Read in many synagogues this past Shabbat, the book of Ecclesiastes consists of the reflections on life and its vicissitudes of “Kohelet the son of David”—identified traditionally as King Solomon. To Noah Millman, Kohelet’s musings on the futility of human endeavors and the ironies and absurdities of earthly existence resemble nothing so much as the soliloquies delivered by Shakespeare’s Hamlet. Kohelet, Millman writes may seem like a philosopher, but in fact that’s not quite so:
Ecclesiastes . . . is a record of Kohelet’s philosophical investigations in dialogue with himself. But on closer inspection, the book is not so much a work of philosophy as a first-person account of the failure of philosophy. Kohelet is an individual striving to make some sense out of his life, only to discover that he cannot do this by philosophical means.
Millman points to numerous similarities between the play and the biblical work, such as Kohelet’s “What profit hath a man of all his labor?” and Hamlet’s “How weary, stale, flat, and unprofitable/ Seem to me all the uses of this world!” But, with help of the great medieval rabbinic commentary of Rashi, Millman identifies a deeper parallel. Hamlet seeks to take revenge on his uncle for killing his father, usurping the throne, and marrying his mother. And Solomon?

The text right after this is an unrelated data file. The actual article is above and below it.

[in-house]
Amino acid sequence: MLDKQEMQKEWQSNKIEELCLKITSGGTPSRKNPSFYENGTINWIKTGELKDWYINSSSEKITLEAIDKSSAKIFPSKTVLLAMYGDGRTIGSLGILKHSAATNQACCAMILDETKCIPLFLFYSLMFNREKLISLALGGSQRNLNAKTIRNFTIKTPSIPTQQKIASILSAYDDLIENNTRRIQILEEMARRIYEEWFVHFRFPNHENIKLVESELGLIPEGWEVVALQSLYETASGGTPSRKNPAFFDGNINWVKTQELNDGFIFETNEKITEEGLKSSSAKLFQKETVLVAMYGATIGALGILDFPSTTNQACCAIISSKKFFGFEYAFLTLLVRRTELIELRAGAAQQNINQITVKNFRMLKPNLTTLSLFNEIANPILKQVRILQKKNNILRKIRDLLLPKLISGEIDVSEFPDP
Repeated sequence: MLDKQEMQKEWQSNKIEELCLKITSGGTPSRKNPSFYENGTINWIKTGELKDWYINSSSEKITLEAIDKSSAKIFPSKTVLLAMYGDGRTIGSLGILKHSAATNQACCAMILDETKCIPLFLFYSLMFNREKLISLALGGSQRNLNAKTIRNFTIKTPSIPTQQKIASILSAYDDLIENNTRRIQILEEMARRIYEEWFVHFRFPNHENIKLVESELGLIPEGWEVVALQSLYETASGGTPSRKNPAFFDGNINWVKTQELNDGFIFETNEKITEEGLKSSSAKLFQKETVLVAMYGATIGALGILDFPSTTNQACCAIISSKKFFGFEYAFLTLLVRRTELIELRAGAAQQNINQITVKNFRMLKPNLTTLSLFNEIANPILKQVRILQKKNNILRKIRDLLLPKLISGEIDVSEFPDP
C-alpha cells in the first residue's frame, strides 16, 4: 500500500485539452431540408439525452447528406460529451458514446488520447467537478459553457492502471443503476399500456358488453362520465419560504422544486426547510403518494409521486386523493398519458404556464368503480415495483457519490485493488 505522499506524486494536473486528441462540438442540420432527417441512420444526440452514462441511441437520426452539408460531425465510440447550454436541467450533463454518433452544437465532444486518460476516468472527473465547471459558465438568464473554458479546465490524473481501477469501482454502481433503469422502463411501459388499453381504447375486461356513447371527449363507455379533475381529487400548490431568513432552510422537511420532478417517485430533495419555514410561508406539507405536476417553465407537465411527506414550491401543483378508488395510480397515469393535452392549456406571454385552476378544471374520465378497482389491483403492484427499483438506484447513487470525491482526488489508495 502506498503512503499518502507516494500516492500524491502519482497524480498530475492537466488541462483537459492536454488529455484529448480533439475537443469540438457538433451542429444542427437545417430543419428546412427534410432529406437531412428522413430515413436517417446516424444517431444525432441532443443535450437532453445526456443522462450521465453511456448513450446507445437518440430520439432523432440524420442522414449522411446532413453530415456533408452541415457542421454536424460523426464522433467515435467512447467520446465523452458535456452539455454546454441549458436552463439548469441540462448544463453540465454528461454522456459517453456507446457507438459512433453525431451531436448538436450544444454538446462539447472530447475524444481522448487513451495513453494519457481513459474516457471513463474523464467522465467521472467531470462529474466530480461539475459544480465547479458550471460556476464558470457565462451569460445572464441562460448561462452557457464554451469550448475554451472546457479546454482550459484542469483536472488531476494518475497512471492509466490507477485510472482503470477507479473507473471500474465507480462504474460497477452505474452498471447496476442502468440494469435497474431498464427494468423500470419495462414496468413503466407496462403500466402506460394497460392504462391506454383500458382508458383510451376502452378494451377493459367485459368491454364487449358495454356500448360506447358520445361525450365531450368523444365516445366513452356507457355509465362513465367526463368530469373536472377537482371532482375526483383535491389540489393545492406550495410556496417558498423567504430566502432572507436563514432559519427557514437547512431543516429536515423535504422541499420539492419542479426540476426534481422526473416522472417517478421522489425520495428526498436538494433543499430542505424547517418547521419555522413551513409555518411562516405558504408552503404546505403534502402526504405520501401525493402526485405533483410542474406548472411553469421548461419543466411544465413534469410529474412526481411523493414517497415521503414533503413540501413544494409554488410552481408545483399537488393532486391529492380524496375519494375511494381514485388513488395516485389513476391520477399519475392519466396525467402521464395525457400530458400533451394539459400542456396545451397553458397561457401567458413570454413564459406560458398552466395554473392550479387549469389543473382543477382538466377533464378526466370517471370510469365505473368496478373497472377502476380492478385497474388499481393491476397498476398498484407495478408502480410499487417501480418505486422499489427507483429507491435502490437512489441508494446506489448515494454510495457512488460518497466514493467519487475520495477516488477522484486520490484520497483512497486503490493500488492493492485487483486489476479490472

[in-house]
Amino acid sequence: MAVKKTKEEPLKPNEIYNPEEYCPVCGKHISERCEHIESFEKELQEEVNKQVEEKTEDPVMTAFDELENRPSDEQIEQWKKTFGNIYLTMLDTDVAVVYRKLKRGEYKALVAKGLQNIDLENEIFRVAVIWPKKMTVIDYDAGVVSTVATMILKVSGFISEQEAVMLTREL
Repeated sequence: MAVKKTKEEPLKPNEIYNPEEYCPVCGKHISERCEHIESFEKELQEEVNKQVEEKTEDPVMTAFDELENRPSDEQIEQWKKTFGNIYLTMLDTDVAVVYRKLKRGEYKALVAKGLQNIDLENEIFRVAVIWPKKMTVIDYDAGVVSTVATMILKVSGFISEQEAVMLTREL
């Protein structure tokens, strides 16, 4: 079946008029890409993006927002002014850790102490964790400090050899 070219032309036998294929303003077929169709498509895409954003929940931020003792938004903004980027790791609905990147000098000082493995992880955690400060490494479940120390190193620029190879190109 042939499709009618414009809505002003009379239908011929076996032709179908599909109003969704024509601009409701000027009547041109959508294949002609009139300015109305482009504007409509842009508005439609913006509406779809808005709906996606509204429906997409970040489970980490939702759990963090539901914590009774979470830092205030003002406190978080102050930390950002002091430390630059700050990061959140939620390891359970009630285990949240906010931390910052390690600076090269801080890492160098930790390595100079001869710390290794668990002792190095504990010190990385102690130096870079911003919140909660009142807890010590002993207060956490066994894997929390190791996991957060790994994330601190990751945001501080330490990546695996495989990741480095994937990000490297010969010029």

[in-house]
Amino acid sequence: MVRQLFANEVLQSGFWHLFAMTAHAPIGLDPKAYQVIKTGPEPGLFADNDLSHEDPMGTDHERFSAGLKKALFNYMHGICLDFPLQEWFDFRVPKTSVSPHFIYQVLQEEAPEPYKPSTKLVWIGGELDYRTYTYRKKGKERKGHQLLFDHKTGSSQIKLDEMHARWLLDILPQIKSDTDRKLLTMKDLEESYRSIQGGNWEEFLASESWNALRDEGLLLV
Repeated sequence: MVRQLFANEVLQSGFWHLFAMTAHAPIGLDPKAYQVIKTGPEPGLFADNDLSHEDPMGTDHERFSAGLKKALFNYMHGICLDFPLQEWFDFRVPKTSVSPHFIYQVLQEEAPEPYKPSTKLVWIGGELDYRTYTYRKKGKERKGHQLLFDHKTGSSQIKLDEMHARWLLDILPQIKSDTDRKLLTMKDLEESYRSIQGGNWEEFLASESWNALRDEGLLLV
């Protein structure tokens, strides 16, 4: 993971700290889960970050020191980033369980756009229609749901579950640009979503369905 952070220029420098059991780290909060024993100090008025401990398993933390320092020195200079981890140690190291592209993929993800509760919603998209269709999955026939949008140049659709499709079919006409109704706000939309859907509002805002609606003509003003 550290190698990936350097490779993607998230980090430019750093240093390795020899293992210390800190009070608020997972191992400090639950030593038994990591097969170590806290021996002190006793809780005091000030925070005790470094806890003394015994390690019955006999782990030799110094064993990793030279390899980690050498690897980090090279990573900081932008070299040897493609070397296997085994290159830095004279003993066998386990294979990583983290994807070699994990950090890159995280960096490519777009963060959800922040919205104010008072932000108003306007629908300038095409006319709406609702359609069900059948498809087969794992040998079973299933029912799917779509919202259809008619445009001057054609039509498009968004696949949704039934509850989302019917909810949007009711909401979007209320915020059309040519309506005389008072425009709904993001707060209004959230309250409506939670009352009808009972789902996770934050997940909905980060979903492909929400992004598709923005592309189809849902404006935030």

Ecclesiastes appears to offer no similar family backstory for making sense of Kohelet’s misery, . . . but if we take the traditional notion that Kohelet is Solomon seriously, comparisons suddenly spring forth. Solomon, after all, was witness to an almost absurdly on-point Oedipal struggle within his own family when his half-brother, Absalom, revolted against their common father, David, and slept with David’s concubines as a way of fortifying his claim to the throne. David’s deathbed advice to Solomon was to kill the man responsible for Absalom’s death—his general, Joab. Solomon also had to commit fratricide to consolidate his power, killing Adonijah, his half-brother, who had himself crowned king first. Solomon’s struggle for the throne was fully as bloody and incestuous as the one in Elsinore, but he played the royal part that Hamlet labors to avoid.
A suggestion of Rashi provides an even more valuable interpretive lens onto the personal drama behind Kohelet’s melancholy. His commentary suggests that King Solomon foresaw the division of the kingdom under his son Rehoboam and that this was the source of Kohelet’s despair. It’s a notion that can be used to bring many of the book’s apparent contradictions into sudden focus. Why, for example, is Kohelet so persistently concerned with the possibility that someone unworthy will enjoy his wealth? With the possibility that his heirs will be fools?